This is the third in a five-part series published by our public media partneras at Fronteras. Listen to the accompanying radio piece. By Adrian Florido LGBT Group Builds Support In Southern Arizona TUCSON, Ariz. — In Tucson, Ariz., a nonprofit group is working to reduce hate and bias against the LGBT community. It’s called Wingspan and it is doing so through education; training even government organizations about tolerance within the ranks. Inside the airy rooms of Studio One, a group of artists is meeting on a late Saturday afternoon. The logistics are a little daunting but they have no shortage of volunteers. They are preparing for a Latino gay pride festival. The circle of artists brings together burlesque performers, photographers, event planners, singers, dancers and poets.
CLICK HERE TO SEE HOW YOU CAN STAND WITH TUCSON. This week, in the wake of tragedy, Tucson witnessed—and inspired—an amazing coming-together of people by the tens of thousands. In both grief and solidarity, the people of Tucson have hosted vigils and memorials, with cities around the country following suit. They have created online groups and organized on-the-ground action. There are angels watching over the families of victims and cyclists whizzing through the streets. Yesterday evening, more than 26,000 attended the public memorial in Tucson at the University of Arizona, including President Obama.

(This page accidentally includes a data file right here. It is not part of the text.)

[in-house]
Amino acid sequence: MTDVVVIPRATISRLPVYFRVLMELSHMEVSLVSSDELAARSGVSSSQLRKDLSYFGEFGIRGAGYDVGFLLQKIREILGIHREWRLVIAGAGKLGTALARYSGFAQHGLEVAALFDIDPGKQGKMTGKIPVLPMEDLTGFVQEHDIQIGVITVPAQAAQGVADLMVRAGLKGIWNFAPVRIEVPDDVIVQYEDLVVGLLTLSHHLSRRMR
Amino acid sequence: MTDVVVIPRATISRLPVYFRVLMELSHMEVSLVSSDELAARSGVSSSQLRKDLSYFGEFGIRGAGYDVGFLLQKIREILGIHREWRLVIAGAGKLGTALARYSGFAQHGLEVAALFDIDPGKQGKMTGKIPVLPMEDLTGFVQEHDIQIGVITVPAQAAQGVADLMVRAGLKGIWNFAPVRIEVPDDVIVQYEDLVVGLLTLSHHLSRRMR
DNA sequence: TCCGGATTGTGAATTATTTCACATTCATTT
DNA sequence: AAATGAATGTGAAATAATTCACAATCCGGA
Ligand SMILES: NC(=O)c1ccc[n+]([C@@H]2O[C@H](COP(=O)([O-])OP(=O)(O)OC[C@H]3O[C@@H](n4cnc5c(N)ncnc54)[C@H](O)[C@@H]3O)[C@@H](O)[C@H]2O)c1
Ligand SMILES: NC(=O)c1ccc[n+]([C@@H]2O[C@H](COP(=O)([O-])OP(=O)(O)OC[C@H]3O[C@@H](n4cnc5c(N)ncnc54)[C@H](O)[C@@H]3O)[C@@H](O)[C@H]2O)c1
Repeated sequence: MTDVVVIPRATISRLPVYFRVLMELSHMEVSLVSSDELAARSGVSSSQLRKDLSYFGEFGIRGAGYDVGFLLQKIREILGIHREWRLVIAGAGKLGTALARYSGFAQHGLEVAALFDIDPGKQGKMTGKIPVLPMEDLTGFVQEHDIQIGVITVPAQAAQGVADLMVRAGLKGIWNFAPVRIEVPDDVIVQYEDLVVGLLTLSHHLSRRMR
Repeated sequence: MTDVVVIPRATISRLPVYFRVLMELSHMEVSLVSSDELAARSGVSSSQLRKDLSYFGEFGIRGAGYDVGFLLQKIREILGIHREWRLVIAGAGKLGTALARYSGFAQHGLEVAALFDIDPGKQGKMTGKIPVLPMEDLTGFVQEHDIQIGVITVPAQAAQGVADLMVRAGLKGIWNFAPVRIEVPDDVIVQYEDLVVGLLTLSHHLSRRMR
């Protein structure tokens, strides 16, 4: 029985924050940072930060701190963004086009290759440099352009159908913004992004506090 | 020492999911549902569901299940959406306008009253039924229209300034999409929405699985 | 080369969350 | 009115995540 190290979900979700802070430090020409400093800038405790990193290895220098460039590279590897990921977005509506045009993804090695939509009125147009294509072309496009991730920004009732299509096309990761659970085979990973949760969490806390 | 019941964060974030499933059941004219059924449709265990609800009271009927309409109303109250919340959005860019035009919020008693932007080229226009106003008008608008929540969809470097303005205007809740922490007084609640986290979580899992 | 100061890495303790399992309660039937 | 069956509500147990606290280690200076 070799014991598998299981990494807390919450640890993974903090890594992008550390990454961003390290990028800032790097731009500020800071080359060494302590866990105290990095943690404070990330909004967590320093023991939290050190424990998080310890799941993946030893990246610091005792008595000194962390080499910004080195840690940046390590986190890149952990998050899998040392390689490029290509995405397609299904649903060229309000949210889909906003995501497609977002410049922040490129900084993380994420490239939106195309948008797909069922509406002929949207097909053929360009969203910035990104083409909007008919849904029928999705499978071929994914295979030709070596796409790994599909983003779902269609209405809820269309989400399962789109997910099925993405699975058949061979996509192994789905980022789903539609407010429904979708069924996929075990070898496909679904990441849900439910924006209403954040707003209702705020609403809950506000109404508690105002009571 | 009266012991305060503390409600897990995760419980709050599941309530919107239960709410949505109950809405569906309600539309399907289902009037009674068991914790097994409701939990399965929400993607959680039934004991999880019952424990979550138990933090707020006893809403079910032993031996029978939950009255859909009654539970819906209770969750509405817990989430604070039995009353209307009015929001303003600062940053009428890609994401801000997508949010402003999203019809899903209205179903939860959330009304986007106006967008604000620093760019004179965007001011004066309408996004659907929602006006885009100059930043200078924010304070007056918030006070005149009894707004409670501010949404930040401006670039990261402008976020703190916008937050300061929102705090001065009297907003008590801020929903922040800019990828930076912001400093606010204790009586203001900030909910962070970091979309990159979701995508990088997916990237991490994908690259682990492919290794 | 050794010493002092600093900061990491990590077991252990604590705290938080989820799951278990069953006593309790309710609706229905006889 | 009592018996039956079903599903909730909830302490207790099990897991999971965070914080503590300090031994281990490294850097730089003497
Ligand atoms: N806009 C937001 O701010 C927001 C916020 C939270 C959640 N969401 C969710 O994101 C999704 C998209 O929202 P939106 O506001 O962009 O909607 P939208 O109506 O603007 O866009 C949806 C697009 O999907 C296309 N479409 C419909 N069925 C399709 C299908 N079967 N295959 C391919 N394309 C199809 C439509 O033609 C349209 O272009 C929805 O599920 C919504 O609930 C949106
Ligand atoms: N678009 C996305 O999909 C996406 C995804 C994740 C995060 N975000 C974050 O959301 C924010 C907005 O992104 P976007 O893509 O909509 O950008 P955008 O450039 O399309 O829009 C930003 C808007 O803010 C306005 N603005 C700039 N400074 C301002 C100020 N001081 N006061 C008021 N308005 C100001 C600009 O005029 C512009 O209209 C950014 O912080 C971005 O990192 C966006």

When these days become a museum exhibit hall centuries from now, what will it say about us? And what will it say about this past Saturday? Was it the start of something terrible? Or of something amazing? —Ulises Silva, Being Latino This week we remember those who were killed and wounded in Tucson, Ariz. in an assassination attempt on U.S. Congresswoman Gabrielle Giffords. The majority of Americans grieve together. No matter how you view these events, this is a pivotal moment.